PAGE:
Along the way, The Wheel of Time books began to drag. Jordan seemed to be losing his steam - he seemed to be dwelling on too many details and spinning too many new plot threads to keep the beast moving at the pace he should have. I began to wonder if the series would ever end, and if it was even possible - or advisable - for him to take it all the way to the Last Battle. I've said it before and I'll say it again: Jordan could have made a reasonable, solid, and satisfying ending if he'd cut things off with the cleansing of the male half of the power at the end of Winter's Heart. That was the single greatest obstacle, and the single greatest achievement in the entire series; second only to Rand's final showdown with the Shadow in A Memory of Light. In fact, I'm even tempted to argue that cleansing the Power was a greater achievement, because with the Wheel being what it is, you pretty much know the outcome of any "last" battle between the forces of good and evil - good will triumph, if perhaps not entirely; cleansing the Power, though, that isn't guaranteed. Not at all. Anyway, it would have been entirely fair to end the series saying now that saidin has been cleansed, Rand et all had some stability in their lives, leaving us secure in the knowledge that they'd use this opportunity to build towards confronting the darkness. It would have made a good ending. Really.
But Jordan kept trundling forward. For a while anyway. Until the sad news of his death. Luckily, he'd known it was coming and planned accordingly for the care of his series. For fans, it wasn't a question of whether The Wheel of Time would be completed - Brandon Sanderson had been brought in to do it, so it would get done. It was a question of whether Sanderson, though accomplished in his own right, could carry Jordan's legacy well. Luckily, for all concerned, he did. In typical Jordan fashion, Sanderson has taken three massive books to get to the point, but he's done a good job with those stories. In fact, at the risk of incurring the wrath of purists, I'll go as far as to say that Sanderson has done a better job with the last three books than Jordan had been doing for a while before his demise. Sanderson has been able to reinvigorate the characters without making them different from the people we've come to know, and he's cracked the whip behind the plot's ass to get it moving at a decent pace again. The end was coming, but it looked like it was going to be the end we'd all been waiting for.
The one good thing I'll say about being off work due to an absolutely brutal case of the flu for two weeks in mid January is that after snagging AMOL while buying more medicine, I was able to devote several days to doing nothing more than plowing through, cover to cover (amidst all the sneezing and coughing and suffering and attendant goo). And it was worth it.
The novel opens with a chapter-long montage: men discarding old allegiances, one of Mat's lieutenants in a desperate fight amidst the fall of Caemlyn, the life of a drudge in the shadow of Shayul Ghul, the Aiel Wise Ones pondering the possible extinction of their people, and so on. From there, a fairly significant portion of the book is devoted to Rand gathering all of his pieces for the final match against the forces of evil. Armies are moved north (even the Ogier come out to fight), the leaders of every nation west of the Aiel Waste (including the Sea Folk, Seanchan, and even the Aiel themselves) sign a pre-emptive post-war peace treaty, the good Asha'man overthrow those who have been corrupted by evil in the Black Tower, Perrin learns some new tricks to use in the dreamtime, and Rand and Egwene finally come to an agreement about the seals on the Dark One's prison. Then, despite the bloodbath that's already been washing across the continent on a tide of Trollocs and Myrddraal, the Last Battle (the actual chapter, The Last Battle, running nearly 200 pages) really begins - across the fields of the north, at the foot of Shayol Ghul, in the dreamtime, and in the minds of Rand and the Dark One themselves.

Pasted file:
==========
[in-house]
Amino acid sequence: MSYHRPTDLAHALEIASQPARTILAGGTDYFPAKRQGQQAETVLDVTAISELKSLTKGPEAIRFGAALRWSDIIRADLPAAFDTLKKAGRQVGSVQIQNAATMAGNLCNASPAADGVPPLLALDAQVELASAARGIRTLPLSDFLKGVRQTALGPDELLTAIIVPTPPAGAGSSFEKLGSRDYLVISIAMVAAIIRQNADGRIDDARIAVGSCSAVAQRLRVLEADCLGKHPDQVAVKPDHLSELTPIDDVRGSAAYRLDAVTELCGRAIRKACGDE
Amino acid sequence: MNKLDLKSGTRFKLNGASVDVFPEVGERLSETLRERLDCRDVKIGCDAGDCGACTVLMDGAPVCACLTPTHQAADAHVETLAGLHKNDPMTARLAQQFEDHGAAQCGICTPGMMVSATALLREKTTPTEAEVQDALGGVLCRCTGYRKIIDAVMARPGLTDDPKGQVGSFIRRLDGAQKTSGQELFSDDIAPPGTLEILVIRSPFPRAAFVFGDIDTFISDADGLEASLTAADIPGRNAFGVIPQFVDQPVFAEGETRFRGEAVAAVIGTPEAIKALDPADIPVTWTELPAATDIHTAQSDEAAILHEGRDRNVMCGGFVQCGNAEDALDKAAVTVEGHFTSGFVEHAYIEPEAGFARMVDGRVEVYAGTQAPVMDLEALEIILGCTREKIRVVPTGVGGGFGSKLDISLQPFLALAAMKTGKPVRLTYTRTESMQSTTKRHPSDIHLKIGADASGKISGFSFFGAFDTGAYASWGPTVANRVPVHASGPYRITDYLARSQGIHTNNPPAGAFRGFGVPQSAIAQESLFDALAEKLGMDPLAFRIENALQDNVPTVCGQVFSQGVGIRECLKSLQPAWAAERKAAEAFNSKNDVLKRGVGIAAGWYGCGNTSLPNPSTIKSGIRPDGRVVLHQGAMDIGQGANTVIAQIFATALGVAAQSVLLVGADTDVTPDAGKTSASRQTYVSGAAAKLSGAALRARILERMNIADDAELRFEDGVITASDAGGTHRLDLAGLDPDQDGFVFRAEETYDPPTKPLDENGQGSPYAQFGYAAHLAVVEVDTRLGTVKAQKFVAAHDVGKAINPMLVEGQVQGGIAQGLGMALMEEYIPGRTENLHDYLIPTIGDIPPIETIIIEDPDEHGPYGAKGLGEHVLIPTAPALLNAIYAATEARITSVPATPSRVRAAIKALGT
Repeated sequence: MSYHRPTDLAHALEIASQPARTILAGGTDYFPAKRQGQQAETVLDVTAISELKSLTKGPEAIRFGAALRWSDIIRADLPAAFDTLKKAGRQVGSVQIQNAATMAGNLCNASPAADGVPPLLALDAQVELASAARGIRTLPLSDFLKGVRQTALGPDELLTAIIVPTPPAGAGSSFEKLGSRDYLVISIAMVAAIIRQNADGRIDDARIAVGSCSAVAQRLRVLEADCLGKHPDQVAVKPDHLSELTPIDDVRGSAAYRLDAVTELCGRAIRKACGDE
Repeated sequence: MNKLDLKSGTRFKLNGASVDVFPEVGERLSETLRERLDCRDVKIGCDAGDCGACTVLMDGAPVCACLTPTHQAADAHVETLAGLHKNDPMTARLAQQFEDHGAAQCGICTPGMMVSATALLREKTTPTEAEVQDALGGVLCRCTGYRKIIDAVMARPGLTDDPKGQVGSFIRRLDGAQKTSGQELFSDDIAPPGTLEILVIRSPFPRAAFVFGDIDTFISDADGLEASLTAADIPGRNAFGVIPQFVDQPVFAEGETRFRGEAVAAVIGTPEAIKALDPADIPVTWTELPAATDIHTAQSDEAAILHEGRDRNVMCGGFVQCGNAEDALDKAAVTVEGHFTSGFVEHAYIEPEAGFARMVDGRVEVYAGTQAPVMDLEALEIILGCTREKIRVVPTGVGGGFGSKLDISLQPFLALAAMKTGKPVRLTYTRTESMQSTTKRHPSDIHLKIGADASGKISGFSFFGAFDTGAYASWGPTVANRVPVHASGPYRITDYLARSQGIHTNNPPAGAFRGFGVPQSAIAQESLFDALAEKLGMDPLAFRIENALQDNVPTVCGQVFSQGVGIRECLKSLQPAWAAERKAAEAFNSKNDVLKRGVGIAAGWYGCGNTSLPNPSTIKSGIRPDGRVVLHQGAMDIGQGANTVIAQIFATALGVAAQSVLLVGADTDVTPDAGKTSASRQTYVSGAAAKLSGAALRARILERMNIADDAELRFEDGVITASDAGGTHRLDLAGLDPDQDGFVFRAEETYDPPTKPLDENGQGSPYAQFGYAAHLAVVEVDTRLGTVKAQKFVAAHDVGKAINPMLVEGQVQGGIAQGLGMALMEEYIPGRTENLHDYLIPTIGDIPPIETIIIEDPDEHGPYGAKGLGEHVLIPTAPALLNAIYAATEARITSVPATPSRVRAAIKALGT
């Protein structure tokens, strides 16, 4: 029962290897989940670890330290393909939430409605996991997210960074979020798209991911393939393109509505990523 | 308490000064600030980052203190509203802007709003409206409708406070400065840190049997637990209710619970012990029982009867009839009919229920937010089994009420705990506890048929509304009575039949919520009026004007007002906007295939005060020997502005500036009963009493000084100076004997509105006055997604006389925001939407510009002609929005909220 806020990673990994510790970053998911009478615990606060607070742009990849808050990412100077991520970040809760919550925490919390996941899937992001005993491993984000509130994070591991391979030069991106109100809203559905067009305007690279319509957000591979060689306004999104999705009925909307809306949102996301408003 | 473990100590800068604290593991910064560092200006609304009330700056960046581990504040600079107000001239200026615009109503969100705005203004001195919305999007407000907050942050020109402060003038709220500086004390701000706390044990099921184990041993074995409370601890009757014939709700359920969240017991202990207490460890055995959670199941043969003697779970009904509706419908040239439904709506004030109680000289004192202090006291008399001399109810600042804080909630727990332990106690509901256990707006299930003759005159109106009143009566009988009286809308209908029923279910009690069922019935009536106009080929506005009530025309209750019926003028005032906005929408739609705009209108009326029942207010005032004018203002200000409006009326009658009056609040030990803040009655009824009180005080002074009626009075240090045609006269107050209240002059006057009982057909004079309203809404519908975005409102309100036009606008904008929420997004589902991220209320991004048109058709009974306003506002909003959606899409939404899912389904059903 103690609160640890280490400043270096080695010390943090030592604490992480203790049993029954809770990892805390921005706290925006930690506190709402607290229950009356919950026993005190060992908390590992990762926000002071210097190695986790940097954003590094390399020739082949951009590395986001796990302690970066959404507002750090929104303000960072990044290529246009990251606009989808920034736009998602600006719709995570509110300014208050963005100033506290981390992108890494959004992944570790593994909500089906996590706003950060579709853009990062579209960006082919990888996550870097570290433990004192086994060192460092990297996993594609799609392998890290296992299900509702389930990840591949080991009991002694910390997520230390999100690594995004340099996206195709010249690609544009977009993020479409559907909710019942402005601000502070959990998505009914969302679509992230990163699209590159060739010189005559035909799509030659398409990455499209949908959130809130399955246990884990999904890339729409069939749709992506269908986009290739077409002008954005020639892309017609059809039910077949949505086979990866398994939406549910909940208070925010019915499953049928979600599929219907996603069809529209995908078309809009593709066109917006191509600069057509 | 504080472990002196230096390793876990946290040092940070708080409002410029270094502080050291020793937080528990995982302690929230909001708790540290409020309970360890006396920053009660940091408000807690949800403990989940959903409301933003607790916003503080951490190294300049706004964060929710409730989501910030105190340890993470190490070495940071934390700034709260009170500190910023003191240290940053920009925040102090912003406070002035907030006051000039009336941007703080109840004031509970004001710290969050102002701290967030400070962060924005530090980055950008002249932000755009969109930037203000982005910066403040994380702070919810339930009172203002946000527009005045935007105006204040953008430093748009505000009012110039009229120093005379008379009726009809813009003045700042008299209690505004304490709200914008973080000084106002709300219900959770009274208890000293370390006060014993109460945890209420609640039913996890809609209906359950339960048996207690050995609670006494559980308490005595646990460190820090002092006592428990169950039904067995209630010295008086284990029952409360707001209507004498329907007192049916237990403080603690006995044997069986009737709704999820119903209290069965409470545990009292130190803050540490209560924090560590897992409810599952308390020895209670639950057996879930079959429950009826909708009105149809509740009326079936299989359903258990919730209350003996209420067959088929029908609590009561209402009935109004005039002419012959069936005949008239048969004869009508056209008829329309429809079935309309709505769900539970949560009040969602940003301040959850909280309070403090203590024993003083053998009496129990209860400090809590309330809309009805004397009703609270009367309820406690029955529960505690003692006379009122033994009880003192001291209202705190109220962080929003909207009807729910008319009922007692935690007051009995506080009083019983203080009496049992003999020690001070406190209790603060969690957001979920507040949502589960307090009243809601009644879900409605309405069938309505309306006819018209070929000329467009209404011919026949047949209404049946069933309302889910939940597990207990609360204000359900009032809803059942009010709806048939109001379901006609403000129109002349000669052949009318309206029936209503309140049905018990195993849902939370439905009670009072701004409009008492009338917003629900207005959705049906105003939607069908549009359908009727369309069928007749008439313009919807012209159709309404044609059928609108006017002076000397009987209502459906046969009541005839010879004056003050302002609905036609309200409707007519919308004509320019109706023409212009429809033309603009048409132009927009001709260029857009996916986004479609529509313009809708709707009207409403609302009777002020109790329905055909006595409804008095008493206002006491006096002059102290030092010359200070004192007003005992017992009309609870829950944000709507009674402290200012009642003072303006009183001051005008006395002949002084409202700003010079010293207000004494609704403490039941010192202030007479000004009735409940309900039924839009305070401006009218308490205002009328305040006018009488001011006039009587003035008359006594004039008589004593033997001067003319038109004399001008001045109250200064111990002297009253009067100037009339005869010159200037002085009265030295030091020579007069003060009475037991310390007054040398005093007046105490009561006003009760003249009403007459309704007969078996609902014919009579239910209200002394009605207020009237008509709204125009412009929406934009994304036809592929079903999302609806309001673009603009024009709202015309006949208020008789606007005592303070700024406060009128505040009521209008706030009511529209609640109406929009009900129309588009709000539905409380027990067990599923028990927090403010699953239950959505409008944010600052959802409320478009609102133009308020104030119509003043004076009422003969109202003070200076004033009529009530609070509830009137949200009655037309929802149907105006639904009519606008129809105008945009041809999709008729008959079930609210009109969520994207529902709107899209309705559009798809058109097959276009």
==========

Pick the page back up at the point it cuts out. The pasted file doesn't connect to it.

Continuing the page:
In general, Brandon Sanderson has given us the spectacular ending to The Wheel of Time that, as a fan, I was hoping for: a gigantic, no-holds-barred, all-in portrayal of the Last Battle, the main characters giving their finest performances, and good triumphs over evil. As though we didn't see that coming.
Like the rest of the series, AMOL takes its time building to its protracted climax. Even though just about everyone has come to the party with (at least deep down) the realization of what has to be done, there's still all kinds of last-minute dickering over details. There are extended moments of reflection. There are a myriad of armed skirmishes and pitched battles on the side before the main event. And Rand has to take the opportunity - about 20 or 30 times - to remind himself, and anyone who'll listen, that he's going to die. Then we're finally ready for the big show. But once it gets there, the book doesn't disappoint. Mostly.
I enjoyed the fact that Rand was finally able to forge an alliance of all parties, and get a commitment to his plan to defeat the Shadow - something that the previous book, Towers of Midnight, for all of its personal triumph in finally giving Rand peace of mind, had very much left in doubt. Getting this support allowed Rand to succeed in a way that Lews Therin couldn't in ages past, proving that while the Wheel turns and ages repeat themselves, there is the possibility for change and improvement - the Pattern can be altered somewhat here and there. As a reader, what made Rand's success in bringing everyone on-side most satisfying was that it wasn't just a simple chorus of "you betcha, boss!" from a bunch of diverse leaders suddenly turned into toadies. Rather, the alliance is built on compromise, and Rand doesn't get things done exactly the way he'd envisioned - he doesn't go into this fight with all the answers, or even the best ones.